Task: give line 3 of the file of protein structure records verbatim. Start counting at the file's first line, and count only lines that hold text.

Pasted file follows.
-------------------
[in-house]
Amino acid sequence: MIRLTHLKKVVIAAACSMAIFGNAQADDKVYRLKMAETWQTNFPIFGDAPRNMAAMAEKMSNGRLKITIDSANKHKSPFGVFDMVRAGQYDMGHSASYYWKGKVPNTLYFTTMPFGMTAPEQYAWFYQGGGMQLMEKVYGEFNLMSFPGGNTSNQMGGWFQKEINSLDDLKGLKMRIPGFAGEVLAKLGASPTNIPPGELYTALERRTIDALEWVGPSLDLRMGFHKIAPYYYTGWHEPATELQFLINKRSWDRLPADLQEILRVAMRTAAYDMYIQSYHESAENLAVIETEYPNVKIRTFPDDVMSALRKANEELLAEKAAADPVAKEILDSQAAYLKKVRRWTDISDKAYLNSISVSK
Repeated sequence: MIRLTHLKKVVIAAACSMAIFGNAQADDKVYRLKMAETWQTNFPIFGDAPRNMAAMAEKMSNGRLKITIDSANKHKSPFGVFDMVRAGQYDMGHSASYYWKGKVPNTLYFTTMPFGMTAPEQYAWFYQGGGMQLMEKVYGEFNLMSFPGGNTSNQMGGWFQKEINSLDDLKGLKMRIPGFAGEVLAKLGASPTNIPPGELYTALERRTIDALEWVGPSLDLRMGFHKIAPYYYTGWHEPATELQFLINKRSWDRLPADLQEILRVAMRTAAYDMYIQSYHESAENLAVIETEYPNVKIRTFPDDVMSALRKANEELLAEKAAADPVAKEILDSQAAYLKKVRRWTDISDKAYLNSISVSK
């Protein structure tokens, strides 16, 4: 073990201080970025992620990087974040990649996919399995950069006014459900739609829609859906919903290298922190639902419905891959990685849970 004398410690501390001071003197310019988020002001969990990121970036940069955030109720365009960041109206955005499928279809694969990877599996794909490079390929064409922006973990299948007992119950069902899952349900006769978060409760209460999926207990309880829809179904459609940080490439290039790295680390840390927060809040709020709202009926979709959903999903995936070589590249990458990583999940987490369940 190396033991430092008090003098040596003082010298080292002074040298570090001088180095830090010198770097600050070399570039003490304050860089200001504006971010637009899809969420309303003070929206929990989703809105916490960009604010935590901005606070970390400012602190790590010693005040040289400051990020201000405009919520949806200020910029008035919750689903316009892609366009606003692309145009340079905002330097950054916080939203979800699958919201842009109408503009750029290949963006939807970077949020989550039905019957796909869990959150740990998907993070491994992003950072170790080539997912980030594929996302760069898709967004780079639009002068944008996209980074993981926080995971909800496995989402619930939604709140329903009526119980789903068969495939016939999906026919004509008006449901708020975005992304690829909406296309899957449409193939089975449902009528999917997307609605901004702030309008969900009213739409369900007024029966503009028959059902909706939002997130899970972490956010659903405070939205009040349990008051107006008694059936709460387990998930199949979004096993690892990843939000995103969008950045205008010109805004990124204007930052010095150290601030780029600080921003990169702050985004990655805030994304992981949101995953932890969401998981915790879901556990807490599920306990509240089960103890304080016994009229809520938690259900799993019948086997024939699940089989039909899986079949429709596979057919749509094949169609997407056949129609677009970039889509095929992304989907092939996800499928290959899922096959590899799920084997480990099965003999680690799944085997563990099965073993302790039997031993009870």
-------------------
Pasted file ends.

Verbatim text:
Repeated sequence: MIRLTHLKKVVIAAACSMAIFGNAQADDKVYRLKMAETWQTNFPIFGDAPRNMAAMAEKMSNGRLKITIDSANKHKSPFGVFDMVRAGQYDMGHSASYYWKGKVPNTLYFTTMPFGMTAPEQYAWFYQGGGMQLMEKVYGEFNLMSFPGGNTSNQMGGWFQKEINSLDDLKGLKMRIPGFAGEVLAKLGASPTNIPPGELYTALERRTIDALEWVGPSLDLRMGFHKIAPYYYTGWHEPATELQFLINKRSWDRLPADLQEILRVAMRTAAYDMYIQSYHESAENLAVIETEYPNVKIRTFPDDVMSALRKANEELLAEKAAADPVAKEILDSQAAYLKKVRRWTDISDKAYLNSISVSK